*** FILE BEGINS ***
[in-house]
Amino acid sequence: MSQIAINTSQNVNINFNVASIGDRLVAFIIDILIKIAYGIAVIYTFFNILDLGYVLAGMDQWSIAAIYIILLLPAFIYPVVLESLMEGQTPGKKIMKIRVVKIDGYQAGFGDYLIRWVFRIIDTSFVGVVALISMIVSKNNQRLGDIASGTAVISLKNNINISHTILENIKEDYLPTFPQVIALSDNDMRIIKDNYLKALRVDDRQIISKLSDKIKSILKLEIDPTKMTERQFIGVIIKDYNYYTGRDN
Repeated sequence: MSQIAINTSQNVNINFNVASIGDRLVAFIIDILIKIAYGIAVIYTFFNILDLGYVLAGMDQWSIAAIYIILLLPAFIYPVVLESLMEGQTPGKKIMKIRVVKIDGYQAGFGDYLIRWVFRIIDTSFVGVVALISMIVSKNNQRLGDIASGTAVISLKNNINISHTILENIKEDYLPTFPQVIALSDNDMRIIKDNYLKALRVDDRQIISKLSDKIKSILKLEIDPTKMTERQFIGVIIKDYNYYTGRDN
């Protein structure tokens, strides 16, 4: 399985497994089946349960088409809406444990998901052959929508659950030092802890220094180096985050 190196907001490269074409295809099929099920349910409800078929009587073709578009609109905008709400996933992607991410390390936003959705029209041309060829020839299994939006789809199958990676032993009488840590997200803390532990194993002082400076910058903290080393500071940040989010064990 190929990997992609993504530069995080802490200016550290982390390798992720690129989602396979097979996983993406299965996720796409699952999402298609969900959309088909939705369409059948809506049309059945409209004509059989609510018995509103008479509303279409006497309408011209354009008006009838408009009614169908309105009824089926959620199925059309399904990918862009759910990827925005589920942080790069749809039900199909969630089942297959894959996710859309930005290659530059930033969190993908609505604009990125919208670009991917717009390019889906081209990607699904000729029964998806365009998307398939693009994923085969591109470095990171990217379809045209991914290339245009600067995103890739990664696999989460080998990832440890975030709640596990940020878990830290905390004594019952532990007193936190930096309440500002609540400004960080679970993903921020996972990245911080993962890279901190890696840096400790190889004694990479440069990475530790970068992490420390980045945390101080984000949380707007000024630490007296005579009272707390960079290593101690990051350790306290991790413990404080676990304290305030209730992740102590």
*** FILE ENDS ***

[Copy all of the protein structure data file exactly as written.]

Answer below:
[in-house]
Amino acid sequence: MSQIAINTSQNVNINFNVASIGDRLVAFIIDILIKIAYGIAVIYTFFNILDLGYVLAGMDQWSIAAIYIILLLPAFIYPVVLESLMEGQTPGKKIMKIRVVKIDGYQAGFGDYLIRWVFRIIDTSFVGVVALISMIVSKNNQRLGDIASGTAVISLKNNINISHTILENIKEDYLPTFPQVIALSDNDMRIIKDNYLKALRVDDRQIISKLSDKIKSILKLEIDPTKMTERQFIGVIIKDYNYYTGRDN
Repeated sequence: MSQIAINTSQNVNINFNVASIGDRLVAFIIDILIKIAYGIAVIYTFFNILDLGYVLAGMDQWSIAAIYIILLLPAFIYPVVLESLMEGQTPGKKIMKIRVVKIDGYQAGFGDYLIRWVFRIIDTSFVGVVALISMIVSKNNQRLGDIASGTAVISLKNNINISHTILENIKEDYLPTFPQVIALSDNDMRIIKDNYLKALRVDDRQIISKLSDKIKSILKLEIDPTKMTERQFIGVIIKDYNYYTGRDN
């Protein structure tokens, strides 16, 4: 399985497994089946349960088409809406444990998901052959929508659950030092802890220094180096985050 190196907001490269074409295809099929099920349910409800078929009587073709578009609109905008709400996933992607991410390390936003959705029209041309060829020839299994939006789809199958990676032993009488840590997200803390532990194993002082400076910058903290080393500071940040989010064990 190929990997992609993504530069995080802490200016550290982390390798992720690129989602396979097979996983993406299965996720796409699952999402298609969900959309088909939705369409059948809506049309059945409209004509059989609510018995509103008479509303279409006497309408011209354009008006009838408009009614169908309105009824089926959620199925059309399904990918862009759910990827925005589920942080790069749809039900199909969630089942297959894959996710859309930005290659530059930033969190993908609505604009990125919208670009991917717009390019889906081209990607699904000729029964998806365009998307398939693009994923085969591109470095990171990217379809045209991914290339245009600067995103890739990664696999989460080998990832440890975030709640596990940020878990830290905390004594019952532990007193936190930096309440500002609540400004960080679970993903921020996972990245911080993962890279901190890696840096400790190889004694990479440069990475530790970068992490420390980045945390101080984000949380707007000024630490007296005579009272707390960079290593101690990051350790306290991790413990404080676990304290305030209730992740102590």